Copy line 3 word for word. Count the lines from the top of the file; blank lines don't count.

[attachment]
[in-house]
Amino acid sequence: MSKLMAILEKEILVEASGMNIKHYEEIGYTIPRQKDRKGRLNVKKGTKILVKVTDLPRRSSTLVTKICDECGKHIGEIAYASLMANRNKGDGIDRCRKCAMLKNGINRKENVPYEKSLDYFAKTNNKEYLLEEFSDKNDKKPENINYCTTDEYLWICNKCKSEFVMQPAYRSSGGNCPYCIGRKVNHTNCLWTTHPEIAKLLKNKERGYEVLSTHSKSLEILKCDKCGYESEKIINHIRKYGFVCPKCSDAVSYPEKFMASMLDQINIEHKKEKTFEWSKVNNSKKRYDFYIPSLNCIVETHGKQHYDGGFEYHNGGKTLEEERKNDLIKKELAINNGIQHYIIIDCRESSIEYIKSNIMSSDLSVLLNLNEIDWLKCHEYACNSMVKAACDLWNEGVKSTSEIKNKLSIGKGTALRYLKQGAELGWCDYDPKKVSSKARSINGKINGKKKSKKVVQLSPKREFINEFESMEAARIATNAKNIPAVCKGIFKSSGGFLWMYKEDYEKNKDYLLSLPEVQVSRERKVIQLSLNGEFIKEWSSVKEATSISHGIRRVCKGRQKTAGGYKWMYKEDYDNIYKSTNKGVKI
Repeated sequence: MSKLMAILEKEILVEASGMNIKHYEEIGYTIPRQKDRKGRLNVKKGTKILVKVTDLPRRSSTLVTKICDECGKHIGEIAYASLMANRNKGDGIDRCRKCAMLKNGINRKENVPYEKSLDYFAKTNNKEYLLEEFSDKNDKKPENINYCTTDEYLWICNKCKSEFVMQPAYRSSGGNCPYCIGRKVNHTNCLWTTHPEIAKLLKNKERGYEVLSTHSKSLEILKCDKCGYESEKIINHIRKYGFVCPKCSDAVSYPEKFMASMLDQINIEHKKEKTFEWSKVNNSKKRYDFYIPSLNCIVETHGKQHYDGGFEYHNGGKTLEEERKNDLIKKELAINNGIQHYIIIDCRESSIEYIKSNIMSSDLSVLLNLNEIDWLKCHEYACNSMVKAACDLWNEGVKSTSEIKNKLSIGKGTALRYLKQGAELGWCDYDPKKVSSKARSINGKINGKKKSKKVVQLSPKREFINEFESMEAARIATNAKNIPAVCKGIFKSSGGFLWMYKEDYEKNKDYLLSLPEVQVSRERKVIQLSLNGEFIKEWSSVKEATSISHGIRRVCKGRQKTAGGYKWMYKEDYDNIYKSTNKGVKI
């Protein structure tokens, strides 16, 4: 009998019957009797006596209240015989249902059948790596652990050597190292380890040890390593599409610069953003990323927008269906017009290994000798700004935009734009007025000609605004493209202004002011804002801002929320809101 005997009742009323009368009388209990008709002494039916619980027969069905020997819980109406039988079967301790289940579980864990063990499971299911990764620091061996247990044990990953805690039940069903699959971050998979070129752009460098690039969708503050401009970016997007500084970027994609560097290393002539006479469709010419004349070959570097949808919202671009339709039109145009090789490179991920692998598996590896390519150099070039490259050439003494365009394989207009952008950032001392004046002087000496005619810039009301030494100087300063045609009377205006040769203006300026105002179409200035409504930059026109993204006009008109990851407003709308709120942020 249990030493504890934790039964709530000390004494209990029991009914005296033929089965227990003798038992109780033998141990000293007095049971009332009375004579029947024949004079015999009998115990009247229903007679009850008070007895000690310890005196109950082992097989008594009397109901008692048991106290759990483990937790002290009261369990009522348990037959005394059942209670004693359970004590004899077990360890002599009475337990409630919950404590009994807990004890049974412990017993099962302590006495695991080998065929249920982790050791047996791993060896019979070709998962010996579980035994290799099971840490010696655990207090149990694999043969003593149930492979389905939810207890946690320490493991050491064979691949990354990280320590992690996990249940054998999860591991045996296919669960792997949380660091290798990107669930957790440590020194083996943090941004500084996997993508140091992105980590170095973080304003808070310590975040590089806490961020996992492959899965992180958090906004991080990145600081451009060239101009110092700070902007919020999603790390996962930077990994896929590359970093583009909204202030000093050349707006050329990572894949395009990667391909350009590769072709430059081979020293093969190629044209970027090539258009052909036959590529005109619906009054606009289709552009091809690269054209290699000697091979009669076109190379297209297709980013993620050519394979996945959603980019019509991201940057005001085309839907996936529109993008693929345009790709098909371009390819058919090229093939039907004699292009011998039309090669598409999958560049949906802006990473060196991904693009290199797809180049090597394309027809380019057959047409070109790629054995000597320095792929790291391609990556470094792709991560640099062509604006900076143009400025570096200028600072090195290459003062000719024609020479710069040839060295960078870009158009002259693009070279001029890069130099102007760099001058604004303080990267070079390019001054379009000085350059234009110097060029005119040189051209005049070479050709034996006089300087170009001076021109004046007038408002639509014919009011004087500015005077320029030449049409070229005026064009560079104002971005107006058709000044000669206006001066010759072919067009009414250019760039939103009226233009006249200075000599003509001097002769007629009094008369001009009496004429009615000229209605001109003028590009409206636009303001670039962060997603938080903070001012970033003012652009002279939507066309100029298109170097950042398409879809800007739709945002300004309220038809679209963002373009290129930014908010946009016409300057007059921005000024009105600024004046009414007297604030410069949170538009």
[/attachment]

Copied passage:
Repeated sequence: MSKLMAILEKEILVEASGMNIKHYEEIGYTIPRQKDRKGRLNVKKGTKILVKVTDLPRRSSTLVTKICDECGKHIGEIAYASLMANRNKGDGIDRCRKCAMLKNGINRKENVPYEKSLDYFAKTNNKEYLLEEFSDKNDKKPENINYCTTDEYLWICNKCKSEFVMQPAYRSSGGNCPYCIGRKVNHTNCLWTTHPEIAKLLKNKERGYEVLSTHSKSLEILKCDKCGYESEKIINHIRKYGFVCPKCSDAVSYPEKFMASMLDQINIEHKKEKTFEWSKVNNSKKRYDFYIPSLNCIVETHGKQHYDGGFEYHNGGKTLEEERKNDLIKKELAINNGIQHYIIIDCRESSIEYIKSNIMSSDLSVLLNLNEIDWLKCHEYACNSMVKAACDLWNEGVKSTSEIKNKLSIGKGTALRYLKQGAELGWCDYDPKKVSSKARSINGKINGKKKSKKVVQLSPKREFINEFESMEAARIATNAKNIPAVCKGIFKSSGGFLWMYKEDYEKNKDYLLSLPEVQVSRERKVIQLSLNGEFIKEWSSVKEATSISHGIRRVCKGRQKTAGGYKWMYKEDYDNIYKSTNKGVKI